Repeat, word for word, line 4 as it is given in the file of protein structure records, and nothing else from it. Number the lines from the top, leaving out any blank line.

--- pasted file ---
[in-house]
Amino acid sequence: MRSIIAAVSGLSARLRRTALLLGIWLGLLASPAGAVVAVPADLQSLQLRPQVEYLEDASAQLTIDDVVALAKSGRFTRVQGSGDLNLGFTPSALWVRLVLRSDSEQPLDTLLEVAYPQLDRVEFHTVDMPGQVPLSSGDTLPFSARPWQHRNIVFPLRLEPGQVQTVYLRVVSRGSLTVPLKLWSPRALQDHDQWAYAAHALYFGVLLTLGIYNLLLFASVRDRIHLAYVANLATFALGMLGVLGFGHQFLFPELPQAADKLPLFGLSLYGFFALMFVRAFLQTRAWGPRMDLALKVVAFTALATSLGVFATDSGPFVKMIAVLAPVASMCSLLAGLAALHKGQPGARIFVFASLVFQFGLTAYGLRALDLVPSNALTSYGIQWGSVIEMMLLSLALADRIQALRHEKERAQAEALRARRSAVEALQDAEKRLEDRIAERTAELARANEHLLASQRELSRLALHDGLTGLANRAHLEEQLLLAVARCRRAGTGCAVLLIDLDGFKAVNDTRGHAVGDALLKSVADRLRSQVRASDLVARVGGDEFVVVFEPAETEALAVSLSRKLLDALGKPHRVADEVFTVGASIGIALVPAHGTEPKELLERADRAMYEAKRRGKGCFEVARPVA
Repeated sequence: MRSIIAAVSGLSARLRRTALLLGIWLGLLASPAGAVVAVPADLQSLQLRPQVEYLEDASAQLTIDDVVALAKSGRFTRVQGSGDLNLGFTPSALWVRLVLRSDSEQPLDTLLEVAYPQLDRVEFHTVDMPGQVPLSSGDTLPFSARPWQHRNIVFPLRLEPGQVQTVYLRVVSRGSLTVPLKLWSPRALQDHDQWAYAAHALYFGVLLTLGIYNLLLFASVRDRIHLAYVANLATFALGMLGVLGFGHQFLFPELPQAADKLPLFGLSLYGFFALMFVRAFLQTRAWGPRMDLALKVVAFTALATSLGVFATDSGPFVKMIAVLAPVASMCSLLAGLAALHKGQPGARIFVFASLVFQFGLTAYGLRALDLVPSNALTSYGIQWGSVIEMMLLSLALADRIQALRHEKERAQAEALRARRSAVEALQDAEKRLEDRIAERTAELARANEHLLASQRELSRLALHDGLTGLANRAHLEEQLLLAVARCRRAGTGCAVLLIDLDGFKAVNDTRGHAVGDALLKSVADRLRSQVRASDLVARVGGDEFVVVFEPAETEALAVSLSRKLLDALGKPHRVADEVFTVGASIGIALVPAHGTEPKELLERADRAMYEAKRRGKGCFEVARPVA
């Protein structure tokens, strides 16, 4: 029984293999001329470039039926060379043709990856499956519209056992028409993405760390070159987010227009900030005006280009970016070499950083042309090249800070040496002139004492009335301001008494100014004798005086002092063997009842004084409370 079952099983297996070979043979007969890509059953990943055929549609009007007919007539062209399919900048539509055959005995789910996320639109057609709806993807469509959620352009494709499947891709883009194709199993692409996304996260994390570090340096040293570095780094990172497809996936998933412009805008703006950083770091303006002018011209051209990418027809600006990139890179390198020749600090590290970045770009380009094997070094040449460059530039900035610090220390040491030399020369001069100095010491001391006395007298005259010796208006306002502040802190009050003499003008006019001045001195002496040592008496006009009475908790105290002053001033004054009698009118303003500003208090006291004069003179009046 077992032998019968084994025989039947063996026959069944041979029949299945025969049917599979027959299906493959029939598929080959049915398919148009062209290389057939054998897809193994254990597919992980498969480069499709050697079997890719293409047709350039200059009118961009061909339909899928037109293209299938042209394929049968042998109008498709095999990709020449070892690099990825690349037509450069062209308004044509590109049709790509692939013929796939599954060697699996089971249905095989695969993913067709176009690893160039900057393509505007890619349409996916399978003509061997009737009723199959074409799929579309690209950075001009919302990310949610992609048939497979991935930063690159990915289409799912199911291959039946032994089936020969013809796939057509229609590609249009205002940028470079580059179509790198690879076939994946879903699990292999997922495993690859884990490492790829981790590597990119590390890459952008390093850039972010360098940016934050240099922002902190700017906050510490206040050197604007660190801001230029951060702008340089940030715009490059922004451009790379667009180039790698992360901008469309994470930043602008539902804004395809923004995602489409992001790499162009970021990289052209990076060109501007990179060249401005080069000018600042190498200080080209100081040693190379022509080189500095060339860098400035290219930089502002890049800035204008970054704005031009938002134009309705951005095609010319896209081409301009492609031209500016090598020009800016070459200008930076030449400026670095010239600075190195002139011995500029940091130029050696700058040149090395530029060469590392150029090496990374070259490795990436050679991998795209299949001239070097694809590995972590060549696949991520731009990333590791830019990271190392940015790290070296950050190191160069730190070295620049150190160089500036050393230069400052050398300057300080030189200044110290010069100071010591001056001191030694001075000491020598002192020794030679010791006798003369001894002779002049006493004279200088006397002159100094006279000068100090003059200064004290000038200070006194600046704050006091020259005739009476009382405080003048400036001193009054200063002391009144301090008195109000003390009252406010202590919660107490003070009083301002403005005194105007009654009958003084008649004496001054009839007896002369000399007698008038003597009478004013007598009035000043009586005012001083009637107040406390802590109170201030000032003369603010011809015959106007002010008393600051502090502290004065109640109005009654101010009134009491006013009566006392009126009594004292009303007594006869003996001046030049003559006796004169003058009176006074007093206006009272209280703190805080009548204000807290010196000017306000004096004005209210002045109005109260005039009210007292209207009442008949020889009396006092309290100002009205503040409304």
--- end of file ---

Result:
């Protein structure tokens, strides 16, 4: 029984293999001329470039039926060379043709990856499956519209056992028409993405760390070159987010227009900030005006280009970016070499950083042309090249800070040496002139004492009335301001008494100014004798005086002092063997009842004084409370 079952099983297996070979043979007969890509059953990943055929549609009007007919007539062209399919900048539509055959005995789910996320639109057609709806993807469509959620352009494709499947891709883009194709199993692409996304996260994390570090340096040293570095780094990172497809996936998933412009805008703006950083770091303006002018011209051209990418027809600006990139890179390198020749600090590290970045770009380009094997070094040449460059530039900035610090220390040491030399020369001069100095010491001391006395007298005259010796208006306002502040802190009050003499003008006019001045001195002496040592008496006009009475908790105290002053001033004054009698009118303003500003208090006291004069003179009046 077992032998019968084994025989039947063996026959069944041979029949299945025969049917599979027959299906493959029939598929080959049915398919148009062209290389057939054998897809193994254990597919992980498969480069499709050697079997890719293409047709350039200059009118961009061909339909899928037109293209299938042209394929049968042998109008498709095999990709020449070892690099990825690349037509450069062209308004044509590109049709790509692939013929796939599954060697699996089971249905095989695969993913067709176009690893160039900057393509505007890619349409996916399978003509061997009737009723199959074409799929579309690209950075001009919302990310949610992609048939497979991935930063690159990915289409799912199911291959039946032994089936020969013809796939057509229609590609249009205002940028470079580059179509790198690879076939994946879903699990292999997922495993690859884990490492790829981790590597990119590390890459952008390093850039972010360098940016934050240099922002902190700017906050510490206040050197604007660190801001230029951060702008340089940030715009490059922004451009790379667009180039790698992360901008469309994470930043602008539902804004395809923004995602489409992001790499162009970021990289052209990076060109501007990179060249401005080069000018600042190498200080080209100081040693190379022509080189500095060339860098400035290219930089502002890049800035204008970054704005031009938002134009309705951005095609010319896209081409301009492609031209500016090598020009800016070459200008930076030449400026670095010239600075190195002139011995500029940091130029050696700058040149090395530029060469590392150029090496990374070259490795990436050679991998795209299949001239070097694809590995972590060549696949991520731009990333590791830019990271190392940015790290070296950050190191160069730190070295620049150190160089500036050393230069400052050398300057300080030189200044110290010069100071010591001056001191030694001075000491020598002192020794030679010791006798003369001894002779002049006493004279200088006397002159100094006279000068100090003059200064004290000038200070006194600046704050006091020259005739009476009382405080003048400036001193009054200063002391009144301090008195109000003390009252406010202590919660107490003070009083301002403005005194105007009654009958003084008649004496001054009839007896002369000399007698008038003597009478004013007598009035000043009586005012001083009637107040406390802590109170201030000032003369603010011809015959106007002010008393600051502090502290004065109640109005009654101010009134009491006013009566006392009126009594004292009303007594006869003996001046030049003559006796004169003058009176006074007093206006009272209280703190805080009548204000807290010196000017306000004096004005209210002045109005109260005039009210007292209207009442008949020889009396006092309290100002009205503040409304």